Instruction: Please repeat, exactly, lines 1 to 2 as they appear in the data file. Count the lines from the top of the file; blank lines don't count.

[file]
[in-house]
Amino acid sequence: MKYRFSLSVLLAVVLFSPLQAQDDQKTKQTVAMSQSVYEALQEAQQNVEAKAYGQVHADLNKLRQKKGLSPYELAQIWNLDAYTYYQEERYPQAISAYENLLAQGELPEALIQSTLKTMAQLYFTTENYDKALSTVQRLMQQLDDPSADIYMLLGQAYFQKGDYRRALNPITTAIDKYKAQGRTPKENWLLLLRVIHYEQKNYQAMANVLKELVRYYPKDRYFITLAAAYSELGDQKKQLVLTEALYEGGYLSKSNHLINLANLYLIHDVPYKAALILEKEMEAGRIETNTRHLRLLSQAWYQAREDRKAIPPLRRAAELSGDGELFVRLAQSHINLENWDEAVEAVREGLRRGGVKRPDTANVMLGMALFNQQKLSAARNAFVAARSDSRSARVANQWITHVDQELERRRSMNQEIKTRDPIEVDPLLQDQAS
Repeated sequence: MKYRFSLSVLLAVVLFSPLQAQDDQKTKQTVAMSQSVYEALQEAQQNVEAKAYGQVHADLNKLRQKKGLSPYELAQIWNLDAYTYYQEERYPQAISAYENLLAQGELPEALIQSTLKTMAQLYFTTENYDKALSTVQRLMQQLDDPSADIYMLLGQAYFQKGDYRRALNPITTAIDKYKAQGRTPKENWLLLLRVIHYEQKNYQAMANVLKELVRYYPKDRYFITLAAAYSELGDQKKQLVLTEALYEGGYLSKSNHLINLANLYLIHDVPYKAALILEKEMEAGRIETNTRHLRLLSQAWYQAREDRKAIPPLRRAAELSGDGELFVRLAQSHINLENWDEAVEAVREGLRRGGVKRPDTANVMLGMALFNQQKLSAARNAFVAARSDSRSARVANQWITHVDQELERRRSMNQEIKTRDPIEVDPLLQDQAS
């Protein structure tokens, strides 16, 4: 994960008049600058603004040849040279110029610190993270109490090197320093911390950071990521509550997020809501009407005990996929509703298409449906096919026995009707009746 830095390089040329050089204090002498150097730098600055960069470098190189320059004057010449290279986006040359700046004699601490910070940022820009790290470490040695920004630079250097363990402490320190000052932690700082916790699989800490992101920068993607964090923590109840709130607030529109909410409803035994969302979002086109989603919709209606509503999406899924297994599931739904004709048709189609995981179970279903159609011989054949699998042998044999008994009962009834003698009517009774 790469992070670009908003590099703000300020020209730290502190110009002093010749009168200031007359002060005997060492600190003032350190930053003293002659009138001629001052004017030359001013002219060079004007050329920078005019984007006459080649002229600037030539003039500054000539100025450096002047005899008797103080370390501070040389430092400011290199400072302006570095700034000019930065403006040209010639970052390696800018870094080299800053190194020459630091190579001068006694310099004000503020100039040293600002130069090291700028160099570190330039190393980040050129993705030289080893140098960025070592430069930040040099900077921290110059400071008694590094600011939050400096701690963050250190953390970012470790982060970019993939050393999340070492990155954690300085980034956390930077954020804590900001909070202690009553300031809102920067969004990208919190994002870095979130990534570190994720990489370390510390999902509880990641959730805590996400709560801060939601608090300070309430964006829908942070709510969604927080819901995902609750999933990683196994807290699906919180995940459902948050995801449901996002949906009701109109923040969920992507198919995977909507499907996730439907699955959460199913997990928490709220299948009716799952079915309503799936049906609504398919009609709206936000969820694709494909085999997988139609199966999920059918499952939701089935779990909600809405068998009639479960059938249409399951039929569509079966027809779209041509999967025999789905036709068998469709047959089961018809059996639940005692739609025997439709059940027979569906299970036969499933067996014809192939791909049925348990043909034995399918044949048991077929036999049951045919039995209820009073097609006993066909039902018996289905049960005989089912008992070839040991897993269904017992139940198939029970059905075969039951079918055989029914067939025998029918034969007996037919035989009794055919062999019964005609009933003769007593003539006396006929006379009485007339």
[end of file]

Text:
[in-house]
Amino acid sequence: MKYRFSLSVLLAVVLFSPLQAQDDQKTKQTVAMSQSVYEALQEAQQNVEAKAYGQVHADLNKLRQKKGLSPYELAQIWNLDAYTYYQEERYPQAISAYENLLAQGELPEALIQSTLKTMAQLYFTTENYDKALSTVQRLMQQLDDPSADIYMLLGQAYFQKGDYRRALNPITTAIDKYKAQGRTPKENWLLLLRVIHYEQKNYQAMANVLKELVRYYPKDRYFITLAAAYSELGDQKKQLVLTEALYEGGYLSKSNHLINLANLYLIHDVPYKAALILEKEMEAGRIETNTRHLRLLSQAWYQAREDRKAIPPLRRAAELSGDGELFVRLAQSHINLENWDEAVEAVREGLRRGGVKRPDTANVMLGMALFNQQKLSAARNAFVAARSDSRSARVANQWITHVDQELERRRSMNQEIKTRDPIEVDPLLQDQAS